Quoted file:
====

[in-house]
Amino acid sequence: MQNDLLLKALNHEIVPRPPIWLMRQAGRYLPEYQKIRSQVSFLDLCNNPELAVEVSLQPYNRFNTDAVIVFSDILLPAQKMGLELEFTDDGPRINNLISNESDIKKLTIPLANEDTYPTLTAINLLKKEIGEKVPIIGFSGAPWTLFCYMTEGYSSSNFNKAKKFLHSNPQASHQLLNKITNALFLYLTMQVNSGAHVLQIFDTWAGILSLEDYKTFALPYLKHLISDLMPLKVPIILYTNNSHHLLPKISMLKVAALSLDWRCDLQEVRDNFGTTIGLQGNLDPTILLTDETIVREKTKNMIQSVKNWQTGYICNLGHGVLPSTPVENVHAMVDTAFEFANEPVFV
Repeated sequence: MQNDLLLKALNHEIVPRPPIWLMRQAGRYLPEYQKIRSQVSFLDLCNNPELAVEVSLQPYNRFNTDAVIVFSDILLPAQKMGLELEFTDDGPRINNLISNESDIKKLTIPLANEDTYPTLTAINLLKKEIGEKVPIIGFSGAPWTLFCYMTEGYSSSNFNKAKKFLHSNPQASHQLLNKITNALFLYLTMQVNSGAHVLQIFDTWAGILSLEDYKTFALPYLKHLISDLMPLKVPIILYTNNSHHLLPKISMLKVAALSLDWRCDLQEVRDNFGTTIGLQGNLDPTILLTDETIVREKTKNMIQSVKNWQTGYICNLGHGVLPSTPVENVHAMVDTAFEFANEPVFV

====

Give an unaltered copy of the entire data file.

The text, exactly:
[in-house]
Amino acid sequence: MQNDLLLKALNHEIVPRPPIWLMRQAGRYLPEYQKIRSQVSFLDLCNNPELAVEVSLQPYNRFNTDAVIVFSDILLPAQKMGLELEFTDDGPRINNLISNESDIKKLTIPLANEDTYPTLTAINLLKKEIGEKVPIIGFSGAPWTLFCYMTEGYSSSNFNKAKKFLHSNPQASHQLLNKITNALFLYLTMQVNSGAHVLQIFDTWAGILSLEDYKTFALPYLKHLISDLMPLKVPIILYTNNSHHLLPKISMLKVAALSLDWRCDLQEVRDNFGTTIGLQGNLDPTILLTDETIVREKTKNMIQSVKNWQTGYICNLGHGVLPSTPVENVHAMVDTAFEFANEPVFV
Repeated sequence: MQNDLLLKALNHEIVPRPPIWLMRQAGRYLPEYQKIRSQVSFLDLCNNPELAVEVSLQPYNRFNTDAVIVFSDILLPAQKMGLELEFTDDGPRINNLISNESDIKKLTIPLANEDTYPTLTAINLLKKEIGEKVPIIGFSGAPWTLFCYMTEGYSSSNFNKAKKFLHSNPQASHQLLNKITNALFLYLTMQVNSGAHVLQIFDTWAGILSLEDYKTFALPYLKHLISDLMPLKVPIILYTNNSHHLLPKISMLKVAALSLDWRCDLQEVRDNFGTTIGLQGNLDPTILLTDETIVREKTKNMIQSVKNWQTGYICNLGHGVLPSTPVENVHAMVDTAFEFANEPVFV